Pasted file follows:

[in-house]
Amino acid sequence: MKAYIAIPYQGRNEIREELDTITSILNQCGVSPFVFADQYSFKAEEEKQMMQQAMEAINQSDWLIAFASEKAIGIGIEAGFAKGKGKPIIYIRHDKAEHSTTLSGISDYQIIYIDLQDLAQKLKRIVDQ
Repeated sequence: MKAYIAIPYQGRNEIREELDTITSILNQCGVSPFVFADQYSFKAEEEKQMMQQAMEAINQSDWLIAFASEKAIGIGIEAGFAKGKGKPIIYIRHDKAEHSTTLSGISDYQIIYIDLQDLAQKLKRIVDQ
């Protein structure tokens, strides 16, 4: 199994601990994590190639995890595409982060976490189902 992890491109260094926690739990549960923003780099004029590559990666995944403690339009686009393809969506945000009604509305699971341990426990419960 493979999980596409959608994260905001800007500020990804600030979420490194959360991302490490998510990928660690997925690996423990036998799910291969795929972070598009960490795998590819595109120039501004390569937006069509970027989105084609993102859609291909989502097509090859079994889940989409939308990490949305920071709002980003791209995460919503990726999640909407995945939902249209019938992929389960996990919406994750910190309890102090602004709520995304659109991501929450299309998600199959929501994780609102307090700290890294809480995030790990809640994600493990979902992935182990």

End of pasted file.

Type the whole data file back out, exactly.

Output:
[in-house]
Amino acid sequence: MKAYIAIPYQGRNEIREELDTITSILNQCGVSPFVFADQYSFKAEEEKQMMQQAMEAINQSDWLIAFASEKAIGIGIEAGFAKGKGKPIIYIRHDKAEHSTTLSGISDYQIIYIDLQDLAQKLKRIVDQ
Repeated sequence: MKAYIAIPYQGRNEIREELDTITSILNQCGVSPFVFADQYSFKAEEEKQMMQQAMEAINQSDWLIAFASEKAIGIGIEAGFAKGKGKPIIYIRHDKAEHSTTLSGISDYQIIYIDLQDLAQKLKRIVDQ
């Protein structure tokens, strides 16, 4: 199994601990994590190639995890595409982060976490189902 992890491109260094926690739990549960923003780099004029590559990666995944403690339009686009393809969506945000009604509305699971341990426990419960 493979999980596409959608994260905001800007500020990804600030979420490194959360991302490490998510990928660690997925690996423990036998799910291969795929972070598009960490795998590819595109120039501004390569937006069509970027989105084609993102859609291909989502097509090859079994889940989409939308990490949305920071709002980003791209995460919503990726999640909407995945939902249209019938992929389960996990919406994750910190309890102090602004709520995304659109991501929450299309998600199959929501994780609102307090700290890294809480995030790990809640994600493990979902992935182990």